Beyond the benefit of zero emissions, total cost of ownership savings comes up a lot in marketing all-electric trucks and vans. OEMs have posted double-digit percentage gains over internal combustion, which are certainly appealing.
For Paul Rosa, senior vice president procurement and fleet planning at Penske Truck Leasing, such advertising is missing a critical factor: real world experience.
As an early adopter of all-electric equipment, which now includes hundreds of electric trucks and vans, Rosa said there’s still plenty to learn and that OEMs would be wise to reel in marketing efforts that attempt to nail down TCO gains.
“They put those percentage numbers out there and I wish they wouldn't, whether it be the OEMs or the startups, and I say that because it's just a big unknown,” Rosa said. “There is no other way to put it than it's a big unknown. And what I mean by that is unless an OEM or a startup has operated an electric vehicle in a very specific application for the normal first useful life, they can't say what the savings is going to be. You can speculate what it's going to be and that's what they've tried to do, but they have no empirical data that says, ‘If you run a medium duty truck 25,000 or 40,000 miles a year across six years, here's what the normal maintenance is and here's what the savings are going to be on an electric vehicle.”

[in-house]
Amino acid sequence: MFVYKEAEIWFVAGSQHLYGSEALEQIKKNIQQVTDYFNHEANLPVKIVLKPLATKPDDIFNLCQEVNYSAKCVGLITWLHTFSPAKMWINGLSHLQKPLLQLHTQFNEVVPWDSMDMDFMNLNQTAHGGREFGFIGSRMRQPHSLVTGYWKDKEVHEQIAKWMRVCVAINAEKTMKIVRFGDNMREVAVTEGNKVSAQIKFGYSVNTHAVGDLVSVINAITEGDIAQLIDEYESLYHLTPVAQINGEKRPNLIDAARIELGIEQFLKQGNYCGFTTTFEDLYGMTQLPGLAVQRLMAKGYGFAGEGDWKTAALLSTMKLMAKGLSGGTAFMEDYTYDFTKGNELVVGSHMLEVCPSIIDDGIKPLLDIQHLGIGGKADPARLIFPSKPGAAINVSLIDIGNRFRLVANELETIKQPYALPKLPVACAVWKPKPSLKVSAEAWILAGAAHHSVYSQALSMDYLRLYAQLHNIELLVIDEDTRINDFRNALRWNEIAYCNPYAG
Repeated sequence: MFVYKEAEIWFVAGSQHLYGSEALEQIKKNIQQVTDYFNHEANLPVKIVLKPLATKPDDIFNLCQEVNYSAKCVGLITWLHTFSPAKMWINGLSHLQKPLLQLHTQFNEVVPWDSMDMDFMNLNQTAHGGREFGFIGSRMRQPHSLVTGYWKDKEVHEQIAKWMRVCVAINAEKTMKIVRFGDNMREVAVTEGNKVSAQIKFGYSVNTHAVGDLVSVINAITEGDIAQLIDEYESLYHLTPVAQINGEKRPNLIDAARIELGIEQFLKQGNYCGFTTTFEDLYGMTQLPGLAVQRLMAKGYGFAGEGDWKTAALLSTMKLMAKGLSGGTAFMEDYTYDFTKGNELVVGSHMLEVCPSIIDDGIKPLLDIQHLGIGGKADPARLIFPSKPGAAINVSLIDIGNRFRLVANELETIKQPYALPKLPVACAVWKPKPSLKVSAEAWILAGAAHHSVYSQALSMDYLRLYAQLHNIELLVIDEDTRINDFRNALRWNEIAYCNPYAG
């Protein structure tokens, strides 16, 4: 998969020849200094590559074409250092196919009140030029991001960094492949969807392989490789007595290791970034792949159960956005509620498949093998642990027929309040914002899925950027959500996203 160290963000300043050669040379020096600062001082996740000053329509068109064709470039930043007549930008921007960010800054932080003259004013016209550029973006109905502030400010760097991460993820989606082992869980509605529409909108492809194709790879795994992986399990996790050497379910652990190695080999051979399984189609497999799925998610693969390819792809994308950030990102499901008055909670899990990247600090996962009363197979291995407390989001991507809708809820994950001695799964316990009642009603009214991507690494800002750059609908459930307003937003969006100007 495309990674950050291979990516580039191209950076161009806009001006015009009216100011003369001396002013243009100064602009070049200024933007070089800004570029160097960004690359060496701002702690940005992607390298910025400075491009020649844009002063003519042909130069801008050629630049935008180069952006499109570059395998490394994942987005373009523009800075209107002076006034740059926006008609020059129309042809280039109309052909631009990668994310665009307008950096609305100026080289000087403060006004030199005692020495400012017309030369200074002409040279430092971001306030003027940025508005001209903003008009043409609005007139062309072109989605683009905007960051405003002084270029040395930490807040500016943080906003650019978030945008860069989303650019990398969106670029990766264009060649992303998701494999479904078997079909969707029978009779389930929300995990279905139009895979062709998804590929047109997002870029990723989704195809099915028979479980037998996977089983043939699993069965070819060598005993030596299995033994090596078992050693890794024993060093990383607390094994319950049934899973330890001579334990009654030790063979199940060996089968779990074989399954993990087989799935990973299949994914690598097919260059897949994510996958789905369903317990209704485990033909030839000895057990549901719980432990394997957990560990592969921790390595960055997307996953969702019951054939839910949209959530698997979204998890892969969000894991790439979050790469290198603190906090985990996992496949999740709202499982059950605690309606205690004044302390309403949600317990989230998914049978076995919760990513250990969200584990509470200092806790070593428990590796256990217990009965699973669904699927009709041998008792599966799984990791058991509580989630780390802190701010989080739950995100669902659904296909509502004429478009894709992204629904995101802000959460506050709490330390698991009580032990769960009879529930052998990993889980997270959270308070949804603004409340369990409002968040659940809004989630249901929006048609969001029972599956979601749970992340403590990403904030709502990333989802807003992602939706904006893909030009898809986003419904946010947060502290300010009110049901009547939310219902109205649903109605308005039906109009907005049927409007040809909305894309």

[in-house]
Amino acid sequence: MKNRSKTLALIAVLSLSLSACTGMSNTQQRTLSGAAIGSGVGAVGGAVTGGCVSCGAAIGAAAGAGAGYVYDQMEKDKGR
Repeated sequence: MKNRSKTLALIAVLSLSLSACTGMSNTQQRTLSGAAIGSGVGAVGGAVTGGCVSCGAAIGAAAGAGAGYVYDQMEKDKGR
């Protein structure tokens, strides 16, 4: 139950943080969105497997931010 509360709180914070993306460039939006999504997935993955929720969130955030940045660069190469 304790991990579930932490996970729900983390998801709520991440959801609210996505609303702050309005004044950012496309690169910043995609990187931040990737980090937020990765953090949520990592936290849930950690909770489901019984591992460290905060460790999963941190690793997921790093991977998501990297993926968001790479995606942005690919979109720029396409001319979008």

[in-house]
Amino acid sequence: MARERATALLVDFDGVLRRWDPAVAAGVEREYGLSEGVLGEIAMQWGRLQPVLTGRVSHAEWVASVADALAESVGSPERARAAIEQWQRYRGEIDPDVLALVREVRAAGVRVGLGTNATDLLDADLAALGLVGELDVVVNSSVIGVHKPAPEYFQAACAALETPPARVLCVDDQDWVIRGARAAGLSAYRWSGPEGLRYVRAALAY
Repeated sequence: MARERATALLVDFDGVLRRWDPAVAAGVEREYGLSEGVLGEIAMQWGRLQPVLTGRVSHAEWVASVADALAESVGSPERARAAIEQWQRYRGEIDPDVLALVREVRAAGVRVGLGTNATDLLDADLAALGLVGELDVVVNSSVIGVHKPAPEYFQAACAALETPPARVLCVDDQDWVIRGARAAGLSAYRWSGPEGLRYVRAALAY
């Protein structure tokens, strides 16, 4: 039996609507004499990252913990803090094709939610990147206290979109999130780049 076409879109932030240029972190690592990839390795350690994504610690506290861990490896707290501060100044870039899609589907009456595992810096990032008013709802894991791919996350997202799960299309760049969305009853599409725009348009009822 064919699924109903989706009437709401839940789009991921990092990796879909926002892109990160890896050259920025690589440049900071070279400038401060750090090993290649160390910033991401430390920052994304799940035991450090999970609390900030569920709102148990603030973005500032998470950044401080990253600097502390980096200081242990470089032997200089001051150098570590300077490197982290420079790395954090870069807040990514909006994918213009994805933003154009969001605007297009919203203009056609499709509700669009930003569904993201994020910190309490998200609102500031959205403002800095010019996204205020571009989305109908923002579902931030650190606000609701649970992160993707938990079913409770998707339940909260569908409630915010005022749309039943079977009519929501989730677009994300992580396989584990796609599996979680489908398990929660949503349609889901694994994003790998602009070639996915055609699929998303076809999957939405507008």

The Penske Truck Leasing EV Evaluation Fleet includes the Freightliner eCascadia (Class 8), Freightliner eM2 (Class 6 and 7), Volvo VNR electric tractor (Class 8), International eMV (Class 6 and 7), Ford E-Transit (Class 2), Orange EV e-Triever electric terminal truck (Class 8 yard tractor), Freightliner Custom Chassis MT50e walk-in (Class 5 and 6), and XOS walk-in (Class 6).
A strong variety of electric trucks and vans helps reach more customers in more places which results in more data — something that Penske has been known to carefully consider through the years when determining vehicle efficiency. But the transition to zero-emission commercial vehicles has really only just begun, like the first few plays in the opening quarter of a football game Rosa said.